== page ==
Besides the environment, which is any way in a critical state – as detailed by the U.N. report released on Monday – E15 gas might also take its toll on engines. “Selling a 15% ethanol blend means that retailers have a fuel that is not backdated, in that it is inappropriate for older cars,” said Tom Kloza, global head of energy analysis at the Oil Price Information Service. “That leads to problems with labeling, equipment, and could under some circumstances create performance issues for, say, 1990s cars,” he added. Actually, the EPA is currently warning drivers to not fill up with E15 fuel if their car was produced over 17 years ago. This might not be in the best interest of the country’s millions of motorists, many of whom don’t drive the latest cars and trucks, as pointed out by API’s Mike Sommers.
But, there’s always the other side of the issue which is, in this case, the corn farmers themselves, who are happy with Trump’s call. “He answered the call from American farmers by removing the single most important barrier to growth in higher biofuel blends,” said Emily Skor, CEO of Growth Energy. “This announcement is great news for farmers, biofuel workers, retailers and consumers everywhere who want to enjoy cleaner, more affordable options at the fuel pump.”
“This is the right signal to the marketplace at just the right time, as both farmers and renewable fuel producers desperately need new market opportunities and sources of demand,” said Geoff Cooper, president of the Renewable Fuels Association. This position was echoed by the farmers in Iowa, through the voice of Monte Shaw, executive director of the Iowa Renewable Fuels Association, who said: “It’s hard to find the proper adjectives to describe how exciting it is to see year-round E15 move forward. We have worked non-stop on this issue for seven years while the unjustified restrictions hampered retailers from offering E15.”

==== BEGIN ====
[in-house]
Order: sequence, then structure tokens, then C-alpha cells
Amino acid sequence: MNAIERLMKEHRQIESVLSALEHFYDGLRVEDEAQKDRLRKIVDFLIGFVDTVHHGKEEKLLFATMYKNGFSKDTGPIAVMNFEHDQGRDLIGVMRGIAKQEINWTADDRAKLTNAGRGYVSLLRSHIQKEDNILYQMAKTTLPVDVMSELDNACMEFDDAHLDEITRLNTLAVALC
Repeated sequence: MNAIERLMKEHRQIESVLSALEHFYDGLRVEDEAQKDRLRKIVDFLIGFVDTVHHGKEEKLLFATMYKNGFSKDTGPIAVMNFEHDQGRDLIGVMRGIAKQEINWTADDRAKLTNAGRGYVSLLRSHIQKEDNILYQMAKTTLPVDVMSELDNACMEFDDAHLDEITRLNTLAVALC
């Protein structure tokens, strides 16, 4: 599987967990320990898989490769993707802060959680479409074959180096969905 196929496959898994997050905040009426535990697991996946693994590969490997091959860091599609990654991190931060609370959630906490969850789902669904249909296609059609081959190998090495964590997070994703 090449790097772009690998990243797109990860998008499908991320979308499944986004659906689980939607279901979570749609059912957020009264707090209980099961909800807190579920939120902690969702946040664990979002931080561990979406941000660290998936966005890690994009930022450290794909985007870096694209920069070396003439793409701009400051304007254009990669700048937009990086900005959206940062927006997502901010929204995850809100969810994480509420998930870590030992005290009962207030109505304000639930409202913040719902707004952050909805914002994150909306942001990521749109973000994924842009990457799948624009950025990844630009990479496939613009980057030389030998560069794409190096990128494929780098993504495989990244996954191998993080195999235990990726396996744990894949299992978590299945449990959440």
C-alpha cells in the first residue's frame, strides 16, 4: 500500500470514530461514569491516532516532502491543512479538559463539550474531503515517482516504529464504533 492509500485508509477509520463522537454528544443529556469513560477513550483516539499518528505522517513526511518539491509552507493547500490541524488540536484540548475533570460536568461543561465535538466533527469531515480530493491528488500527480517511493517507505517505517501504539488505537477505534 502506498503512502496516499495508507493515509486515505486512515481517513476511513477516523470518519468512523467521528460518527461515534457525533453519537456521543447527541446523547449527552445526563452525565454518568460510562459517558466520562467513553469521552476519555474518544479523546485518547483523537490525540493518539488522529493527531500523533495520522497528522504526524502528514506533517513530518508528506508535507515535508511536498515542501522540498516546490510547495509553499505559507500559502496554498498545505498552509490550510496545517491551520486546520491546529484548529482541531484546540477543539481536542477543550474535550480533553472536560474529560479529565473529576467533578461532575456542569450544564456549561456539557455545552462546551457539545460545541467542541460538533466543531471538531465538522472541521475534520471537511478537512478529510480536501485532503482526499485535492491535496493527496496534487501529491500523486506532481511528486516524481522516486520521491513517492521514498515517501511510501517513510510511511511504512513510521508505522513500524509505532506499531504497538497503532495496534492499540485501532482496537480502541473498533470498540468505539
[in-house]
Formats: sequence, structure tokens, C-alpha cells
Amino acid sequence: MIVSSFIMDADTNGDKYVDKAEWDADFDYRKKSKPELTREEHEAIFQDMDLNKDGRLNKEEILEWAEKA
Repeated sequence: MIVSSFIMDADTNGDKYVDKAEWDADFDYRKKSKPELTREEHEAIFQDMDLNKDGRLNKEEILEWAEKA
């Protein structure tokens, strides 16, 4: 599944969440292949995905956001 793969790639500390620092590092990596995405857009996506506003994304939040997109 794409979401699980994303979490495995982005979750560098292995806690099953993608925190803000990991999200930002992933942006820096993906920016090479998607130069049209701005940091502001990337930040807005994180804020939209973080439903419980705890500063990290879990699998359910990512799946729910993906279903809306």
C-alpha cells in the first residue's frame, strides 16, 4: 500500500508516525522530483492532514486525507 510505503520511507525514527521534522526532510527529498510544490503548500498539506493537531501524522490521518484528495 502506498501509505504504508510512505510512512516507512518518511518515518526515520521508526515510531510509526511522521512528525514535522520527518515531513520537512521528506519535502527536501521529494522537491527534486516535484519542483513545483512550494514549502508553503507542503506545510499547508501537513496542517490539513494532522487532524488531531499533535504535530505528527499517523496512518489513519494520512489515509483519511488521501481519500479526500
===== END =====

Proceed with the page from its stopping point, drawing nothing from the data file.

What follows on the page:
The EPA themselves also released a statement following Trump’s announcement.
“President Trump has made strengthening the Renewable Fuel Standard an important priority of this administration,” EPA spokesman John Konkus said, referring to the ethanol program by its formal name. “He is fulfilling his promise by providing clear policy direction that will expand opportunities for our nation’s farmers, provide certainty to our refiners and bolster the United States’ role as a biofuels powerhouse. EPA will follow the president’s direction and proceed as expeditiously as practicable.” Since Trump can’t make the shift himself through an executive order, he’s passed the job to the EPA. The President himself rebuked claims that it would harm the environment saying that it’s an out-and-out great deal for the farmers and that “it has no impact [on the environment], 12 months. In fact, there are those who say, ‘You do this and the air is cleaner. You go 12 months instead of eight and the air is actually cleaner.’”
Finally, there’s another matter at stake here: renewable fuel credits. Basically, those involved in producing renewable fuels, such as E15 gas, receive RINs (Renewable Identification Numbers) which can be used as a form of currency in the renewable fuel standard program and those in the market are free to trade them. “Gasoline stations are incentivized to sell gasoline with ethanol,” said Patrick DeHaan, head of petroleum analysis at fuel price tracker GasBuddy. “The more sold, the more RINs they get and “those can be sold to oil refiners that are not blending enough gasoline with ethanol…There is value to selling ethanol.”
The change, though, would see this system go through some reshuffling as the White House looks for more transparency in this process. Not all pieces are yet in their places, so we’ll have to see how it all pans out in the next few months and, ultimately, what will be the aftermath of this decision.
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October 13, 2018 at 07:06PM